» Agree not to solicit others. You agree you will not use Noozhawk’s forums to solicit and/or advertise for personal blogs and websites, without Noozhawk’s express written approval.

Noozhawk’s management and editors, in our sole discretion, retain the right to remove individual posts or to revoke the access privileges of anyone who we believe has violated any of these terms or any other term of this agreement; however, we are under no obligation to do so.

» on 08.09.09 @ 10:25 AM

I can’t believe that I agree with most of a Harris Sherline op-ed. Thank you, Mr. Sherline, for providing insightful and helpful statistics on a no-brainer that is costing this country beaucoup bucks. Of course, the same could be said about other areas of government policy that are utterly self defeating, but let’s leave it at that - the one-subject rule is a good thing some times.

» on 08.09.09 @ 11:33 AM

HEMP - We are talking billions of dollars in the USA.
Over 30,000 items are now produced from Hemp.
Many books and much research has been done:
The Great Book of Hemp By Rowan Robinson
Hemp for Health By Chris Conrad
Cannabis in Medical Practice By Mary Lynn Mathre
Understanding Marijuana By Mitch Earleywine
Cannabis Use and Dependence By Wayne Hall, Rosalie Liccardo Pacula
Popular Mechanics magazine (1938) touted hemp as “the new billion dollar crop,” stating that it “can be used to produce more than 25,000 products, ranging from dynamite to Cellophane.” The principal products for which the species is cultivated in Europe, all of which happen to be based on fiber. This presentation stresses the products that hold the most promise for North America, which also include a considerable range of oilseed applications.
Specialty pulp
Bank notes
Technical filters
Hygiene products
Composites for autos
Seeds (achenes)
Long bark fiber
Woody stem core
Female floral (perigonal) bract
Whole plant
Confectionary, baked goods
Plastic-molded products
Animal bedding
Medicinal cannabinoids
Salad oil
Specialty papers
Thermal insulation
Essential oil (for flavor & perfume)
Body care cosmetics
Construction fiberboard
Construction plaster board
Insect repellant
Animal food
Seeds for birds
Presscake for livestock
Biodegradable landscape matting
Plant culture products
Gamma-linolenic acid dietary supplements  
Coarse textiles (carpets, upholstery)
Specialty industrial oils
Fine textiles
Agricultural Products
Art and Gifts
Automotive Accessories
Baby Hemp Products
Bags and Luggage
Hemp Beverage
Building Materials
Hemp Carpets
Hemp Clothing
Hemp Cordage
Hemp Cosmetics
Hemp Food
Hemp Footwear
Hemp Hats
Home Furnishings
Industrial Products
Hemp Jewelry
Music Instruments
Hemp Paper Products
Pet Care Products
Sports Equipment
Hemp Sweets
Hemp Textiles
Hemp Toys

» on 08.09.09 @ 01:00 PM

Most of the time, I don’t even bother reading a Harris Sherline op-ed because his opinions are so far out of what I consider to be rational thought about the world.  This time he is spot-on in pinpointing a meaningless and costly government policy.  Congratulations on getting it right this time!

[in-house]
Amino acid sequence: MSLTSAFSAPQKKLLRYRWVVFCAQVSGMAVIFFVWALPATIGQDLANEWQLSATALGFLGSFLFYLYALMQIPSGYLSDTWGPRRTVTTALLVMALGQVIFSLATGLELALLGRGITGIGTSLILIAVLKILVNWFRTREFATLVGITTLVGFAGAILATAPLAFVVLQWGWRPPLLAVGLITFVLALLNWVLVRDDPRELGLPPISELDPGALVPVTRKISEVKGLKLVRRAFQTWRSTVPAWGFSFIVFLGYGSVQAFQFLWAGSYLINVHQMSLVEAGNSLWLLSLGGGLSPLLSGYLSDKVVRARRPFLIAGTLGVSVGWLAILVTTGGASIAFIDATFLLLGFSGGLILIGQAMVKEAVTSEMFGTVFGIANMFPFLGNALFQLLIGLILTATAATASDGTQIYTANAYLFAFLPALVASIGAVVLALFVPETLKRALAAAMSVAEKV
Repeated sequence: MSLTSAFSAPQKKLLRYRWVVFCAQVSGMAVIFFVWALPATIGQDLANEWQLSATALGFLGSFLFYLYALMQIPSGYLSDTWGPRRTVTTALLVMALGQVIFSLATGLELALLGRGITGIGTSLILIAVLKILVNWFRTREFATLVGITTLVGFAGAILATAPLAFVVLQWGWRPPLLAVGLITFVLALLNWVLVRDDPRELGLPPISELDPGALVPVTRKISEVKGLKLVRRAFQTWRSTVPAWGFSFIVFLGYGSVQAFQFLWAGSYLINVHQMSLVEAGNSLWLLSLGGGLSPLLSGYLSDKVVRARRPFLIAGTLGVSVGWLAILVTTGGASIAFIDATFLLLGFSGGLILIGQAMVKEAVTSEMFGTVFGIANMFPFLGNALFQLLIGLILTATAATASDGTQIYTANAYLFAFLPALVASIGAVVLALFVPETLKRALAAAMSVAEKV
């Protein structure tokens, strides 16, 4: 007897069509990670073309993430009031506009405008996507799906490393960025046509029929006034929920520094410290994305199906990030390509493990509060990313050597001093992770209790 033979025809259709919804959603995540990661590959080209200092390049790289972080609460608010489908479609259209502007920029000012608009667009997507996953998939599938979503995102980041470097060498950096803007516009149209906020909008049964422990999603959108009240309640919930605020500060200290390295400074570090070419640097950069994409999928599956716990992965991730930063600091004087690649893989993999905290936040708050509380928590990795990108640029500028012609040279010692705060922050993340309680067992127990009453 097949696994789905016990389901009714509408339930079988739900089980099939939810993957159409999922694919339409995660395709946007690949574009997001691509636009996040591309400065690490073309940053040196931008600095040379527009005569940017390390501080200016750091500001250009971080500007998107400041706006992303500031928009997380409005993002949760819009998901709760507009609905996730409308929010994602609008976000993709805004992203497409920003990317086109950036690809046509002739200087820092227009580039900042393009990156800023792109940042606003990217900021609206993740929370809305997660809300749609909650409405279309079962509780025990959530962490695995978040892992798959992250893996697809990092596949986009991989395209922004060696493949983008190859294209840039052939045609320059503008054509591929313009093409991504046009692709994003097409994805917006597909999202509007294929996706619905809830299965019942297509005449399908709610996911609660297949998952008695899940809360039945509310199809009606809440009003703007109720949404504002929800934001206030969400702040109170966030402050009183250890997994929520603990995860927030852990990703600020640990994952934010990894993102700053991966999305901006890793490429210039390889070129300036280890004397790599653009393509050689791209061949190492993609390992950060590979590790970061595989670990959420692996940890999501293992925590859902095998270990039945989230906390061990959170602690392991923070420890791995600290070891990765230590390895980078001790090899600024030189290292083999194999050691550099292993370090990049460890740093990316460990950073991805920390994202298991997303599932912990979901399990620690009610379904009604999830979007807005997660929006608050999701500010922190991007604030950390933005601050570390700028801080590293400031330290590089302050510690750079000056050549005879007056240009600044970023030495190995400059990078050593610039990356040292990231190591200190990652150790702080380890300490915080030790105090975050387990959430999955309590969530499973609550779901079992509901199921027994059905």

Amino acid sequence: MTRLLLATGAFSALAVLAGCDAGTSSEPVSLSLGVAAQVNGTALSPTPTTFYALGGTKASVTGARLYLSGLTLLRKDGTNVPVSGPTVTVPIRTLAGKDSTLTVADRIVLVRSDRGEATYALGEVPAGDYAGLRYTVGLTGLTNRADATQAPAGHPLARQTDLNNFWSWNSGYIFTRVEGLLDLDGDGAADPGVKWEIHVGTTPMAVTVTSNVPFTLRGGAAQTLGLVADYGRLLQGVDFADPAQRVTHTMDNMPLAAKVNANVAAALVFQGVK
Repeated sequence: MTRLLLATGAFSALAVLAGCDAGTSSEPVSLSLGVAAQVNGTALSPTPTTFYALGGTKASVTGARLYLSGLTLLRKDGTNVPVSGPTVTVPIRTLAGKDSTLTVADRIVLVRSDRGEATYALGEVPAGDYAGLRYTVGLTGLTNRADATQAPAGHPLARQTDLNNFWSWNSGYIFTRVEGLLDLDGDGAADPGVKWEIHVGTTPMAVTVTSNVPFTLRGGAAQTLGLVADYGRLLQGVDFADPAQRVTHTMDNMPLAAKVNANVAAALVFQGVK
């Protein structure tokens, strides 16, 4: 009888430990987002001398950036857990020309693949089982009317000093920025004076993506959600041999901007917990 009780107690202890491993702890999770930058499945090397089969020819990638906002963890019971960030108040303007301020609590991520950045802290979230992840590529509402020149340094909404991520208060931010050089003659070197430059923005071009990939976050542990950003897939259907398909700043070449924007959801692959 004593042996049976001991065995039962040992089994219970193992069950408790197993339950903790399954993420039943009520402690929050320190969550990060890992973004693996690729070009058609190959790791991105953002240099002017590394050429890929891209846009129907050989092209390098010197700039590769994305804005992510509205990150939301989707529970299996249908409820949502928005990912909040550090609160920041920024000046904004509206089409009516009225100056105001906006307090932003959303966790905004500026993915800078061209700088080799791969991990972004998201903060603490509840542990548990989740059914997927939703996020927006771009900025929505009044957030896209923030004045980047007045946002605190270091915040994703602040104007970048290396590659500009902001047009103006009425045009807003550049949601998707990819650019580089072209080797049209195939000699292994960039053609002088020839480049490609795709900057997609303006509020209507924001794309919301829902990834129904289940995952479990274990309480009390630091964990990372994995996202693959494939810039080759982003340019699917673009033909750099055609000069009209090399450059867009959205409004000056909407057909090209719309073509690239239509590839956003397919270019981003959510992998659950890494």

» on 08.09.09 @ 01:49 PM

Since I usually challenge Mr. Sherline’s comments on the grounds of illogically viewing current problems it is only fair that I congratulate him on a sensible commentary.
The comments regarding hemp are sensible and worth considering. The temptation to make further comment are being resisted.

» on 08.09.09 @ 02:19 PM

The only thing I can say is I sure could’ve used Mr. Sherline in my campaign for third district supervisor. For those who followed that campaign closely you may recall that one of my platform planks was to add Santa Barbara County to a list of four other counties, in a bill in the California state legislature ,where hemp could be experimentally grown in a bill .The state legislature wanted to experiment with legalization of hemp but the governor vetoed that bill. He seems to changing his toon with his recent trial ballooon to discuss legallizing and taxing cannabis and hemp.

Hemp is legal to grow in over thirty countries in the world including Canada. Two North Dakota farmers(where the state says it’s legal to grow hemp but the federal government says not under their rules)one of whom is a Republican state legisltor,are sueing the federal government to be allowed to legally grow hemp. Their arguement is straight forward enough; just a few miles away in Canada ,farmers are growing hemp and making money. We’re farmers. We grow stuff to make money. Why shouldn’t we be allowed to grow this stuff.

As Mr. Sherline points out the answer can be traced to the Marijuana Tax act of 1937. Testimony by the AMA demonstrates that the law was not about cannabis as is often thought. No it was about hemp. Calling it the “marijuana” tax act was a red herring. It was almost all about marginallizing hemp for use in industrial products.

Dupont was concerned about competion from biodiesel which can easily be made from hemp hurds( the waste left over when used for other industrial purposes),about it’s use as a natural fiber and the ability to make synthetic fibers from hemp, and the fact that only one fourth as much toxic chemicals are needed to make paper from hemp then from wood pulp. Dupont made the now banned petroleum additive,tetraethyl lead. They were inventing nylon and had just purchased the rights to Rayon from German munitions maker and chemical giant, I.M. Farbin. They also were the principle manufacturer of the chemicals used to make paper. They had a lot to lose.

In fact it is reported that Lamont Dupont lobbied the top attorney in the Department of the Treasury,Thomas Oliphant to draft the so-called Marijuana Tax Act. The competitive need for this act was that a new improved decorticator, a better, more efficient way of harvestibg hemp ,it stood to be a very fierce competitor to many of the synthetics Dupont produced.Other industries in the fiber,petrochemical, and paper industries stood to lose billions(which was a lot of money in those days)as well.